CAYMAN ISLANDS 10 dollars 1982 Year of the Child


CAYMAN ISLANDS, 5 dollars, 1975, silver, 1.0557 ozT, KM8, proof

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Funny thing about the International Year of the Child coins: they have all these different dates.

Cayman Islands pegs its currency high against the US dollar, so the coins are theoretically worth significant money if you can get them to the bank on the island.

The islands were apparently uninhabited before Columbus. It became a refuge for criminals and people who wanted to get away from governments. The British took formal control in 1670 and have kept them since. It is now a major tax haven.

The North America category: the big three, the Central American nations, and a bunch of island nations and other political entities in the Caribbean Sea. Greenland we’re putting with Europe. By that criterion we should put Martinique and Aruba with Europe too, but we’re not. I’m not even sure why. Doesn’t matter anyway. Almost all of you are searching for modern coins by country, not by region.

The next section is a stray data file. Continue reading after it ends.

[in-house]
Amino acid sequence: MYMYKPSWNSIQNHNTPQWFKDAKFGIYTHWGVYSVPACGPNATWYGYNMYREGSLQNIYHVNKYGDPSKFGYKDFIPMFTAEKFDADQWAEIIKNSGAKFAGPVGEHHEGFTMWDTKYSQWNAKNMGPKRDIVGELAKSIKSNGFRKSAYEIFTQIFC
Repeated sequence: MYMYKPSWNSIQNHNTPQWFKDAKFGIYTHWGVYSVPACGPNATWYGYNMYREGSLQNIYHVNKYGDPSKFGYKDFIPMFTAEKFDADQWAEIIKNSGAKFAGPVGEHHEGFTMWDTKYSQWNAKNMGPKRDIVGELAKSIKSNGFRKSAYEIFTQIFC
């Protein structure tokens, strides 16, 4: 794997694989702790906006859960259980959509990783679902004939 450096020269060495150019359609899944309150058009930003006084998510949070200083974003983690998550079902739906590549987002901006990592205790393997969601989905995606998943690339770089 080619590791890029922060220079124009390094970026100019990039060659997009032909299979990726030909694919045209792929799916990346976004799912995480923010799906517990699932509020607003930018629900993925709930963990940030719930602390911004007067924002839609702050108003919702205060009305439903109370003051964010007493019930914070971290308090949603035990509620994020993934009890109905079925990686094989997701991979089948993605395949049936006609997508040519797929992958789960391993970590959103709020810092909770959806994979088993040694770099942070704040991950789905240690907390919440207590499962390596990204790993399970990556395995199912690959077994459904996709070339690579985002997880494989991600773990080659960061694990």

By “Modern World Coins” we mean here, generally, the round, flat, shiny metal objects that people have used for money and still do. “Modern,” though, varies by location. There was some other way they were doing their economies, and then they switched over to “modern coins,” then they went toward paper money, now we’re all going toward digital, a future in which kids look at a coin and say “What’s that?” We’ll say: “We used to use those to buy things.” Kids will ask “How?” The main catalog reference is the Standard Catalog of World Coins, to which the KM numbers refer.